“(B) EXCEPTION.—Subparagraph (A) shall not apply if—

“(i) the law enforcement agency determines from the face of the complaint that each allegation does not constitute a violation of law; or

“(ii) the complainant fails to comply substantially with the complaint procedure of the law enforcement agency established under this section.

“(3) CONFLICT OF INTEREST.—The complainant or victim of the alleged conduct giving rise to an investigation under this subsection or any other individual with a conflict of interest may not conduct or supervise the investigation or serve as an investigator.

“(d) Notice of Investigation.—

“(1) IN GENERAL.—Any law enforcement officer who is the subject of an investigation shall be notified of the investigation not less than 24 hours before the commencement of questioning or before otherwise being required to provide information to an investigating agency.

“(2) CONTENTS OF NOTICE.—Notice given under paragraph (1) shall include—

“(A) the nature and scope of the investigation;

“(B) a description of any allegation contained in a written complaint;

“(C) a description of each violation of law alleged in the complaint for which suspicion exists that the officer may have engaged in conduct that may subject the officer to disciplinary action; and

“(D) the name, rank, and command of the officer or any other individual who will be conducting the investigation.

“(e) Rights of law enforcement officers prior to and during questioning incidental to an investigation.—If a law enforcement officer is subjected to questioning incidental to an investigation that may result in disciplinary action against the officer, the following minimum safeguards shall apply:

“(1) COUNSEL AND REPRESENTATION.—

“(A) IN GENERAL.—Any law enforcement officer under investigation shall be entitled to effective counsel by an attorney or representation by any other person who the officer chooses, such as an employee representative, or both, immediately before and during the entire period of any questioning session, unless the officer consents in writing to being questioned outside the presence of counsel or representative.

“(B) PRIVATE CONSULTATION.—During the course of any questioning session, the officer shall be afforded the opportunity to consult privately with counsel or a representative, if such consultation does not repeatedly and unnecessarily disrupt the questioning period.

“(C) UNAVAILABILITY OF COUNSEL.—If the counsel or representative of the law enforcement officer is not available within 24 hours of the time set for the commencement of any questioning of that officer, the investigating law enforcement agency shall grant a reasonable extension of time for the law enforcement officer to obtain counsel or representation.

“(2) REASONABLE HOURS AND TIME.—The interrogation shall be conducted at a reasonable hour, preferably at a time when the law enforcement officer is on duty, or during the normal waking hours for the law enforcement officer, unless the seriousness of the investigation requires otherwise. If the interrogation does occur during off-duty time of the law enforcement officer being interrogated, the law enforcement officer shall be compensated for any such off-duty time in accordance with regular department procedures.

“(3) PLACE OF QUESTIONING.—Unless the officer consents in writing to being questioned elsewhere, any questioning of a law enforcement officer under investigation shall take place—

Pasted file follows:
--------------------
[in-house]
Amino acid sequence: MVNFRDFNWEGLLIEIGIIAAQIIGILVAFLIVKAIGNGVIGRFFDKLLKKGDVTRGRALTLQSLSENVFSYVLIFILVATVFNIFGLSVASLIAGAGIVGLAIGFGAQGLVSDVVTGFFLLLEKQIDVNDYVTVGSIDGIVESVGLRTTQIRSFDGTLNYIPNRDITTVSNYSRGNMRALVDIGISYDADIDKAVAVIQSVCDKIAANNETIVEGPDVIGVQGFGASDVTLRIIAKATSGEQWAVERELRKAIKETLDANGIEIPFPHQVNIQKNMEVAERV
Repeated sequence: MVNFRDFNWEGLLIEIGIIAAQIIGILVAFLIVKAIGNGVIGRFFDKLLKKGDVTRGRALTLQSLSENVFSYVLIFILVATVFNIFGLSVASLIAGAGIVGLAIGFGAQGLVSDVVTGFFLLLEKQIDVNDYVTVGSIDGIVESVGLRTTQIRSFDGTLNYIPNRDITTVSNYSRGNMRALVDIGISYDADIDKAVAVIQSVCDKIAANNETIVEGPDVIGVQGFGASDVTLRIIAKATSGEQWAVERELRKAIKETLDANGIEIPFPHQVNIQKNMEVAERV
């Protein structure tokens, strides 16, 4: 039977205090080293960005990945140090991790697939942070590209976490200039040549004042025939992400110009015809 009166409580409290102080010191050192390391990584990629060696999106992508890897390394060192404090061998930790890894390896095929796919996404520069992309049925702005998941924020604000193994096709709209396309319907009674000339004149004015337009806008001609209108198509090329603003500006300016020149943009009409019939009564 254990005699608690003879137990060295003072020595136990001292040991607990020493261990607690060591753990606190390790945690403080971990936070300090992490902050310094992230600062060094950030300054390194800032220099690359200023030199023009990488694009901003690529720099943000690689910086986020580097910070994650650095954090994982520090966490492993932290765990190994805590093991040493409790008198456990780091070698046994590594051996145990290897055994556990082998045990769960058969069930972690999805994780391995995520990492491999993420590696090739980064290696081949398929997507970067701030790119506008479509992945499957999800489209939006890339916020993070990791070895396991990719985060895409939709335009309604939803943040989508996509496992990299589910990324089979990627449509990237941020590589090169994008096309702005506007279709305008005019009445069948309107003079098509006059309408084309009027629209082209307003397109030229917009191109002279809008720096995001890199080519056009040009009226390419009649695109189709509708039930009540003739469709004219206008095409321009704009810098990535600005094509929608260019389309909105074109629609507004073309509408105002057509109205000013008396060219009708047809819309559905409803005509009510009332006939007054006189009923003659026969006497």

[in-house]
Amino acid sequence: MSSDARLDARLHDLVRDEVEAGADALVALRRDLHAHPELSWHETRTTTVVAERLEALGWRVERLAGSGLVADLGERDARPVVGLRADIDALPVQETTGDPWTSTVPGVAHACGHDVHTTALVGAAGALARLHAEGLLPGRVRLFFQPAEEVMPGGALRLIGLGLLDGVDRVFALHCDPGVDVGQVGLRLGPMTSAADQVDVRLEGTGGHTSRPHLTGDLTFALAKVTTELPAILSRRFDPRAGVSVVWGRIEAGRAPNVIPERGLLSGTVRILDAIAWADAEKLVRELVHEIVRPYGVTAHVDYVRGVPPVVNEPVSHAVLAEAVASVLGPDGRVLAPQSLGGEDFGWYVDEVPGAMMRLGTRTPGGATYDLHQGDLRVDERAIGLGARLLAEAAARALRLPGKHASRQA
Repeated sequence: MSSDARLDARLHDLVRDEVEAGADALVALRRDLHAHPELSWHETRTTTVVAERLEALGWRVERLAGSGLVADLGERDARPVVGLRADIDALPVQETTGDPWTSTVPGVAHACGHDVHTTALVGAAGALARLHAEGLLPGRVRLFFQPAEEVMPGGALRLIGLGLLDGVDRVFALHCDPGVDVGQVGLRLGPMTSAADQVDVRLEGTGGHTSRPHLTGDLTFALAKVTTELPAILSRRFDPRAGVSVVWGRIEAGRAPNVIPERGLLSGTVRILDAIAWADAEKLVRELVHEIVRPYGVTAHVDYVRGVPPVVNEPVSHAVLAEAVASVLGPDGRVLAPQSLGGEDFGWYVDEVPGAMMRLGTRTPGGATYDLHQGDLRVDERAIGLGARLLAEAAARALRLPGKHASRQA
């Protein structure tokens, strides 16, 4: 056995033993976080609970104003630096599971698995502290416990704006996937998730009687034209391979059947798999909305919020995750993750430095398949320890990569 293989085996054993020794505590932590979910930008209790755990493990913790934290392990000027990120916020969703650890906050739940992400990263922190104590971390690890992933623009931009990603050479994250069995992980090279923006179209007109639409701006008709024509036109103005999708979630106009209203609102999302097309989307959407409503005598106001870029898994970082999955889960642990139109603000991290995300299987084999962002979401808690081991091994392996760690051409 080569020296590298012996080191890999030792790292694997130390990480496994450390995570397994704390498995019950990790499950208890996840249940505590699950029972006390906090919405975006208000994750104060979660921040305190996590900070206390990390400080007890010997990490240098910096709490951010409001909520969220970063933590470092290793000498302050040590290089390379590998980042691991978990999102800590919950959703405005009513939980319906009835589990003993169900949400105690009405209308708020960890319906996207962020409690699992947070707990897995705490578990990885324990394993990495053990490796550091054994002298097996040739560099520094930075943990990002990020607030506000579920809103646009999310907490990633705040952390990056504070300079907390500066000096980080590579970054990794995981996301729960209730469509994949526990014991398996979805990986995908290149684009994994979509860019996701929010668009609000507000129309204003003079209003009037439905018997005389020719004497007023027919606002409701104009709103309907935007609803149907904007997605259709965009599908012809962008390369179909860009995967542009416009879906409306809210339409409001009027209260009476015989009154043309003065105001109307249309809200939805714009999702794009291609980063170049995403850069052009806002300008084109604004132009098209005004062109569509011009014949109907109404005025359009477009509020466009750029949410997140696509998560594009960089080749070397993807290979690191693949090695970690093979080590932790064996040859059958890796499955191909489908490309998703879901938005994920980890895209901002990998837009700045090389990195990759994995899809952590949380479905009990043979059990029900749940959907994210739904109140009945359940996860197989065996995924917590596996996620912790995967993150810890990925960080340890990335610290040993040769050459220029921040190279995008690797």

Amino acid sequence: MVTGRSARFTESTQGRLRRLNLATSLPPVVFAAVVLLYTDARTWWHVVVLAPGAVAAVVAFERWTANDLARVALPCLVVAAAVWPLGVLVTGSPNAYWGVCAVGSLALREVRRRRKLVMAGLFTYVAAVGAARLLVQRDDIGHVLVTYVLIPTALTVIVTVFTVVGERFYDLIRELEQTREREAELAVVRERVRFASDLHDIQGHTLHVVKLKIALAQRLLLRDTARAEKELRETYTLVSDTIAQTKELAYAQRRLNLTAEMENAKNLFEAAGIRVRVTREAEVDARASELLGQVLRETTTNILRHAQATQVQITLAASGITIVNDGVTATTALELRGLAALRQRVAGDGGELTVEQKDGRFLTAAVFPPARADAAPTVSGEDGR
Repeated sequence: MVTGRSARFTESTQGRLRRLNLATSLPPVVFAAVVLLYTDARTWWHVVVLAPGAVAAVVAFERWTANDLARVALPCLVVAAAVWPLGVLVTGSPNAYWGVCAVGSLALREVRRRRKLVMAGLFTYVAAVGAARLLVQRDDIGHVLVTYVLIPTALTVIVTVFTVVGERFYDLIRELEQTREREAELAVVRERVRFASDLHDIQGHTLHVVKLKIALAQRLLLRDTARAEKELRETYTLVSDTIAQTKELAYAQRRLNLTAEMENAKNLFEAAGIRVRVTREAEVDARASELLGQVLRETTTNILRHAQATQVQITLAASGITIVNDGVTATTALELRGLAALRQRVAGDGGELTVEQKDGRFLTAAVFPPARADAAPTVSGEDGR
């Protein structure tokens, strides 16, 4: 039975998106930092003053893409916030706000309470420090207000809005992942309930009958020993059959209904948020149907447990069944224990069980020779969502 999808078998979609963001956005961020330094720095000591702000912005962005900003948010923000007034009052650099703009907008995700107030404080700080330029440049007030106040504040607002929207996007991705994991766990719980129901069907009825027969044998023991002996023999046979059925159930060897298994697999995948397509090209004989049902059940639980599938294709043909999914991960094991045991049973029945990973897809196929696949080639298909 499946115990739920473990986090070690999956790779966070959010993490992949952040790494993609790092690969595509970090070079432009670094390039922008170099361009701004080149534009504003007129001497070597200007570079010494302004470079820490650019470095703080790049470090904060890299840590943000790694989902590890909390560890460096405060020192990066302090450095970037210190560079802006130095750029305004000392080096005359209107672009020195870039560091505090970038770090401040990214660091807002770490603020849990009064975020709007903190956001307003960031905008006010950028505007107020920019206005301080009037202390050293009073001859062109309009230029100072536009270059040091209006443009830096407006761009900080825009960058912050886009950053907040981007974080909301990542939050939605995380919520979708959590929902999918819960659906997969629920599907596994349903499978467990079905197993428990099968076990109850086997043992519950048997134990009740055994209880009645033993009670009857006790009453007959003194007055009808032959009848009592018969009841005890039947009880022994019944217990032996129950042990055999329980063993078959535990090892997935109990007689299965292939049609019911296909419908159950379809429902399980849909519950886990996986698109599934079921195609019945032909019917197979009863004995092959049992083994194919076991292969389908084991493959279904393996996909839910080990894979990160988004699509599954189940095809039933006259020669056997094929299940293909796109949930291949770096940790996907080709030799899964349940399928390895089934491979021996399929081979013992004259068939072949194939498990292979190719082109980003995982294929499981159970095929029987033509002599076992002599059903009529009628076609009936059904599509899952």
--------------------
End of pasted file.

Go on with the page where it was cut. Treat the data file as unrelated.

“(A) at the office of the individual conducting the investigation on behalf of the law enforcement agency employing the officer under investigation; or

“(B) the place at which the officer under investigation reports for duty.

“(4) IDENTIFICATION OF QUESTIONERS.—Before the commencement of any questioning, a law enforcement officer under investigation shall be informed of—

“(A) the name, rank, and command of each officer or other individual who will conduct the questioning; and

“(B) the relationship between each such individual conducting the questioning and the law enforcement agency employing the officer under investigation.

“(5) NO MORE THAN TWO QUESTIONERS.—All questions directed to the law enforcement officer under interrogation shall be asked by and through no more than two interrogators at one time.

“(6) REASONABLE TIME PERIOD.—Any questioning of a law enforcement officer under investigation shall be for a reasonable period of time, taking into consideration the gravity and complexity of the issue being investigated, and shall allow reasonable periods for the rest and personal necessities of the officer and the counsel or representative of the officer, if such person is present.

“(7) NO THREATS, FALSE STATEMENTS, OR PROMISES TO BE MADE.—

“(A) IN GENERAL.—Except as provided in subparagraph (B), the law enforcement officer shall not be subjected to offensive language, threats, misleading statements, or promises of a reward in attempts to induce the officer to answer any question, give any statement, or otherwise provide information.

“(B) EXCEPTION.—The law enforcement agency employing a law enforcement officer under investigation may require the officer to make a statement relating to the investigation by explicitly threatening disciplinary action, including termination, only if—

“(i) the officer has received a written grant of use and derivative use immunity or transactional immunity by a person authorized to grant such immunity; and

“(ii) the statement given by the law enforcement officer under such an immunity may not be used in any subsequent criminal proceeding against that officer.

“(8) COERCION.—No statement made during interrogation by a law enforcement officer under duress, coercion, or threat shall be admissible in any subsequent civil proceeding against that officer.